Bi-Partisan Conservatism

A new column by National Review Online’s Jonah Goldberg has prompted me to clarify something, at least about myself. Goldberg has pointed out that he is primarily a conservative, which is too-often conflated to mean the same thing as being a Republican. In fact, they are different. It is obvious that to a large degree Republicans and conservatives hold the same view on a wide array of issues. It is safe to say that the Republican party is more amenable to conservative viewpoints than is the Democrat, as the recent retirements of Zell Miller (obvious) and John Breaux (just a guess) indicate.

In my previous post on Karl Rove, I alluded to the difference between the political calculation of a party seeking to build itself by widening its appeal and conservatives seeking to maintain their ideals, regardless of whether or not they garnered widespread political appeal. Goldberg illustrates the dichotomy thus:

By all accounts, Bush and Karl Rove want to seal the Republican party as the majority for a generation. I’m all for it, but that doesn’t mean I’ll like everything the White House does to achieve this. The No Child Left Behind Act was a deliberate attempt to steal education from Democrats as an issue. It was somewhat successful, but that doesn’t mean conservatives should suddenly cheer federal meddling in local education. The expansion of Medicare to cover prescription drugs was a fiscal train wreck.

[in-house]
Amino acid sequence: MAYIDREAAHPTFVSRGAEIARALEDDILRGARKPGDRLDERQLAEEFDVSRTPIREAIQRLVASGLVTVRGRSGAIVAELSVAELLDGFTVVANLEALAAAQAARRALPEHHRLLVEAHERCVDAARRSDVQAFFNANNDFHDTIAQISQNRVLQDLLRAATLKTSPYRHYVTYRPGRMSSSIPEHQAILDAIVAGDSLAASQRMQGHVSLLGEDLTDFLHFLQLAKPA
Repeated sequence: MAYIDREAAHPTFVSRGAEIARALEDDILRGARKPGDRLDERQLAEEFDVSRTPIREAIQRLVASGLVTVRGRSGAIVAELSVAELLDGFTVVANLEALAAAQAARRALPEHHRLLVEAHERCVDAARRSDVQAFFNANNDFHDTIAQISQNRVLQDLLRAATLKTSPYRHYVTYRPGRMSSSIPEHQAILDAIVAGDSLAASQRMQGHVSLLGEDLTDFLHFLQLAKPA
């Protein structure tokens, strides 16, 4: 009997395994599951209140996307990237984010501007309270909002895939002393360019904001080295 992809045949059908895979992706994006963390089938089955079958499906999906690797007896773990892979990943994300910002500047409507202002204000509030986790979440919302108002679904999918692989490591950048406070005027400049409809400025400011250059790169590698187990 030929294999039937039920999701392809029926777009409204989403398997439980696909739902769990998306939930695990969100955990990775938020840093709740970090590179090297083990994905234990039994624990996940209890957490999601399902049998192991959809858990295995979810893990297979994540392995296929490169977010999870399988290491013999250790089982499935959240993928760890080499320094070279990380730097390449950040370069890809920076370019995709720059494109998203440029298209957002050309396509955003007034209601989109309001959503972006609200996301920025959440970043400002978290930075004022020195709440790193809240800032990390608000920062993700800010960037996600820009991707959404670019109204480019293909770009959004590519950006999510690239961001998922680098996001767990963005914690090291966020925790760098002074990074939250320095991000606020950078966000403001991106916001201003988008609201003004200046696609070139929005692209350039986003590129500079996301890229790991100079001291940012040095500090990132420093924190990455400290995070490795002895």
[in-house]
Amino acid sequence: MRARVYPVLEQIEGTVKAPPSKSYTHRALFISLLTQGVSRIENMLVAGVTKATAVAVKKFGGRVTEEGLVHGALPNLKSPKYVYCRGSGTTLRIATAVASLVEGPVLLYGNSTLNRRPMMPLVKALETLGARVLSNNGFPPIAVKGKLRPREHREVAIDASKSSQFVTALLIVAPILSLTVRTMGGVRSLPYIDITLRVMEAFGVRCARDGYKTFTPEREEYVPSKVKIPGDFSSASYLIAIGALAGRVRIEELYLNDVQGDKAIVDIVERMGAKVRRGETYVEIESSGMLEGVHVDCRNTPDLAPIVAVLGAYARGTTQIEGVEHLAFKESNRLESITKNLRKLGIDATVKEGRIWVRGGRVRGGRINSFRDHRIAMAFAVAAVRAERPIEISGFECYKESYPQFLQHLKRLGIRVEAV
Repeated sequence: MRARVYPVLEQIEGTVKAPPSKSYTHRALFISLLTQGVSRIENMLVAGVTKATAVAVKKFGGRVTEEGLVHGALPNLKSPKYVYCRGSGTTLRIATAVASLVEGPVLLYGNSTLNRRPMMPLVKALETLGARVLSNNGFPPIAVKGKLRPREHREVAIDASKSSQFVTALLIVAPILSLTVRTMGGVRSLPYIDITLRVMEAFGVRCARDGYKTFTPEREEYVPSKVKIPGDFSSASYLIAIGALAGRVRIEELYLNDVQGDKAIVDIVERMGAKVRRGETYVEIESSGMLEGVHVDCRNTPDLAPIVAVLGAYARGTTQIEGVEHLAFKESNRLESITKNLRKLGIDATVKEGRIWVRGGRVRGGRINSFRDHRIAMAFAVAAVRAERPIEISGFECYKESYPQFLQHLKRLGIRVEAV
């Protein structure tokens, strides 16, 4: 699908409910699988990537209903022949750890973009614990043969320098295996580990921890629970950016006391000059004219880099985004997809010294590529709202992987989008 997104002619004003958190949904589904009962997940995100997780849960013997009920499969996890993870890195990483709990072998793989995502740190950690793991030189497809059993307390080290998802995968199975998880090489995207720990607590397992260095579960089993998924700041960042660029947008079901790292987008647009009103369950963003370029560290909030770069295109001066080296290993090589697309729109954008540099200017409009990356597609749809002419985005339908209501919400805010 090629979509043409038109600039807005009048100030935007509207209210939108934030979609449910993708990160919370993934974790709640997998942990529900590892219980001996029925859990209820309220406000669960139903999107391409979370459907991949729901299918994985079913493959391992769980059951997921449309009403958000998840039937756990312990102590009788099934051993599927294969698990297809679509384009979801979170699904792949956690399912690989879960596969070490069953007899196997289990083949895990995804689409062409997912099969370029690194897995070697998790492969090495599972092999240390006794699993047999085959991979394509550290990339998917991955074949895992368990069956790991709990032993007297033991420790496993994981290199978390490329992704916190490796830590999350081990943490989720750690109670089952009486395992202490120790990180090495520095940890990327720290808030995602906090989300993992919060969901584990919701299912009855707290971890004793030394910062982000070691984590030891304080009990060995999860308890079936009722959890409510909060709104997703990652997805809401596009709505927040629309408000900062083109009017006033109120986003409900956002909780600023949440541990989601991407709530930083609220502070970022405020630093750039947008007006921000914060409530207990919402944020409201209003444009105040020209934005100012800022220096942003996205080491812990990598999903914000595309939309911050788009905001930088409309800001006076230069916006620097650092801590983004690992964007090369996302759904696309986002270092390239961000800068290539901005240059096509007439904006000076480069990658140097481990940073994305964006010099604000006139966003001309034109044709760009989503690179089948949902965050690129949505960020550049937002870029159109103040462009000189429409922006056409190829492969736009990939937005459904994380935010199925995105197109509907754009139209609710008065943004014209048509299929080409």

The White House has many excellent ideas � tax reform, overhauling Social Security, etc. � that conservatives should get behind. But if the goal is to make the Republican party the majority party by making it the more “reasonable” big-government party, I suspect you won’t find it so easy to confuse conservatives and Republicans in the near future.

Keeping this in mind, while I may sound like a Republican cheerleader at times, I will also try to point out the good, conservative things that Democrat politicians accomplish, too. Therefore, I point you to the success that Democrat Providence Mayor David Cicilline has had in negotiating a more reasonable contract for the city’s municipal workers.

The three-year contract gives some 900 city workers pay raises of 7.5 percent over three years. More important, the workers — who on Oct. 6 strongly endorsed the contract — agreed to pay for 10 percent of their health coverage, as did the pensioners. Perhaps above all, the contract increases the flexibility of departmental managers by eliminating a no-layoff clause and by reducing the red tape involved in reassigning workers.

There is more work to be done with the firefighter and police unions, but Mayor Cicilline has shown that he is willing to fight for the taxpayers. For this I congratulate him.

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